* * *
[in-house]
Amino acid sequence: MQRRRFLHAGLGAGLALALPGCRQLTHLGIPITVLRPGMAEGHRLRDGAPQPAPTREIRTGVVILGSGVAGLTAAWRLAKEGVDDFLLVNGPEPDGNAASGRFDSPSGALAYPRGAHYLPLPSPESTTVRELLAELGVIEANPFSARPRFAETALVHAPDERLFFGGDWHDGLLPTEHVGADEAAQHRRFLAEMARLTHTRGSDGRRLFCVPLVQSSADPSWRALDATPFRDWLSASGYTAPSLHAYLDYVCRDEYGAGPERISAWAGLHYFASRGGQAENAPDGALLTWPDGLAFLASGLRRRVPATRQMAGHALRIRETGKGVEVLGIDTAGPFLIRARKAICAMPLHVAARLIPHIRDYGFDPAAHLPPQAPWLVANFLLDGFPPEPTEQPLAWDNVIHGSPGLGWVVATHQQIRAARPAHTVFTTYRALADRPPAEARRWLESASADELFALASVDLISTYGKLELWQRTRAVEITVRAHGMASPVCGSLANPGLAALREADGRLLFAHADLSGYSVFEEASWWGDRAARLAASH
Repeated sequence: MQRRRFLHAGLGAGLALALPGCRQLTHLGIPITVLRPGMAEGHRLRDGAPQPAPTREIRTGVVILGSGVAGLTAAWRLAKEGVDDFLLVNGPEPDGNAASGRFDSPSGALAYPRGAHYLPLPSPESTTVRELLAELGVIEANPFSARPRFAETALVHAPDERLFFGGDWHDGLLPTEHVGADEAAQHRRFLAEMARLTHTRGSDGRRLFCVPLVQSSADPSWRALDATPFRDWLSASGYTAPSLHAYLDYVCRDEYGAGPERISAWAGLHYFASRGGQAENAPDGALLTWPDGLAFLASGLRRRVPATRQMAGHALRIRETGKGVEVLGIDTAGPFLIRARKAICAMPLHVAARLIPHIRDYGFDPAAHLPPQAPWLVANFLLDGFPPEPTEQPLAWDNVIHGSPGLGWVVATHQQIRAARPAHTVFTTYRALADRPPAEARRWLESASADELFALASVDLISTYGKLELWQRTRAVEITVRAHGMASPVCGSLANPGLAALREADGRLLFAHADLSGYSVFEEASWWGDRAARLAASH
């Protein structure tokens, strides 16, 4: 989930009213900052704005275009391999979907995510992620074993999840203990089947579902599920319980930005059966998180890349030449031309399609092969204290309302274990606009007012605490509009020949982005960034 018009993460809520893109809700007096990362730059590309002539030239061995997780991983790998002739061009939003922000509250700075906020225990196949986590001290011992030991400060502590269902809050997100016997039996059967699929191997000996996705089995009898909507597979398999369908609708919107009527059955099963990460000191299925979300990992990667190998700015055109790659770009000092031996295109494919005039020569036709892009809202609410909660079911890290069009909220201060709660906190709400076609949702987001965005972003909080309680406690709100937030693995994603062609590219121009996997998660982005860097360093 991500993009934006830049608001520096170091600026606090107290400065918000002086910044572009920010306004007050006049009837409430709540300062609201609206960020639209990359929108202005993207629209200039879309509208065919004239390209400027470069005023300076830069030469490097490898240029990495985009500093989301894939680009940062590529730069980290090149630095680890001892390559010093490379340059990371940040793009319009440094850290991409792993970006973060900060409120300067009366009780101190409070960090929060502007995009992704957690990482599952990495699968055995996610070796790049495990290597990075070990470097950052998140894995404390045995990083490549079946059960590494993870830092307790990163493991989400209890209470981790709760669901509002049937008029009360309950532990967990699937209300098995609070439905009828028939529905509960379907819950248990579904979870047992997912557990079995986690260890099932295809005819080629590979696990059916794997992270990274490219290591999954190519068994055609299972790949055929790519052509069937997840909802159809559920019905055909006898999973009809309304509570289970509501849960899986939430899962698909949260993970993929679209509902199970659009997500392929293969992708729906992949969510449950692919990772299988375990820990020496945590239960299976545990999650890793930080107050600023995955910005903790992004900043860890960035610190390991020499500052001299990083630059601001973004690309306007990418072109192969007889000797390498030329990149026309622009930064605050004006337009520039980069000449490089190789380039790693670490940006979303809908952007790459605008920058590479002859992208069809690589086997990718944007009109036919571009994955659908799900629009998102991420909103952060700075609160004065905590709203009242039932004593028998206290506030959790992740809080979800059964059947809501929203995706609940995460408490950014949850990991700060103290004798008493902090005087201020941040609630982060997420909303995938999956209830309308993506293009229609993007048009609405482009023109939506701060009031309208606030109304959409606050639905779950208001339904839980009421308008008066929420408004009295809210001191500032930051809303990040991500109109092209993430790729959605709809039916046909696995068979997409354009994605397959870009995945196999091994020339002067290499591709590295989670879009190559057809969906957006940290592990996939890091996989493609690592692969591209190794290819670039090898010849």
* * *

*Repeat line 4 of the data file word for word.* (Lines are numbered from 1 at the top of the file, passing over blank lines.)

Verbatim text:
């Protein structure tokens, strides 16, 4: 989930009213900052704005275009391999979907995510992620074993999840203990089947579902599920319980930005059966998180890349030449031309399609092969204290309302274990606009007012605490509009020949982005960034 018009993460809520893109809700007096990362730059590309002539030239061995997780991983790998002739061009939003922000509250700075906020225990196949986590001290011992030991400060502590269902809050997100016997039996059967699929191997000996996705089995009898909507597979398999369908609708919107009527059955099963990460000191299925979300990992990667190998700015055109790659770009000092031996295109494919005039020569036709892009809202609410909660079911890290069009909220201060709660906190709400076609949702987001965005972003909080309680406690709100937030693995994603062609590219121009996997998660982005860097360093 991500993009934006830049608001520096170091600026606090107290400065918000002086910044572009920010306004007050006049009837409430709540300062609201609206960020639209990359929108202005993207629209200039879309509208065919004239390209400027470069005023300076830069030469490097490898240029990495985009500093989301894939680009940062590529730069980290090149630095680890001892390559010093490379340059990371940040793009319009440094850290991409792993970006973060900060409120300067009366009780101190409070960090929060502007995009992704957690990482599952990495699968055995996610070796790049495990290597990075070990470097950052998140894995404390045995990083490549079946059960590494993870830092307790990163493991989400209890209470981790709760669901509002049937008029009360309950532990967990699937209300098995609070439905009828028939529905509960379907819950248990579904979870047992997912557990079995986690260890099932295809005819080629590979696990059916794997992270990274490219290591999954190519068994055609299972790949055929790519052509069937997840909802159809559920019905055909006898999973009809309304509570289970509501849960899986939430899962698909949260993970993929679209509902199970659009997500392929293969992708729906992949969510449950692919990772299988375990820990020496945590239960299976545990999650890793930080107050600023995955910005903790992004900043860890960035610190390991020499500052001299990083630059601001973004690309306007990418072109192969007889000797390498030329990149026309622009930064605050004006337009520039980069000449490089190789380039790693670490940006979303809908952007790459605008920058590479002859992208069809690589086997990718944007009109036919571009994955659908799900629009998102991420909103952060700075609160004065905590709203009242039932004593028998206290506030959790992740809080979800059964059947809501929203995706609940995460408490950014949850990991700060103290004798008493902090005087201020941040609630982060997420909303995938999956209830309308993506293009229609993007048009609405482009023109939506701060009031309208606030109304959409606050639905779950208001339904839980009421308008008066929420408004009295809210001191500032930051809303990040991500109109092209993430790729959605709809039916046909696995068979997409354009994605397959870009995945196999091994020339002067290499591709590295989670879009190559057809969906957006940290592990996939890091996989493609690592692969591209190794290819670039090898010849």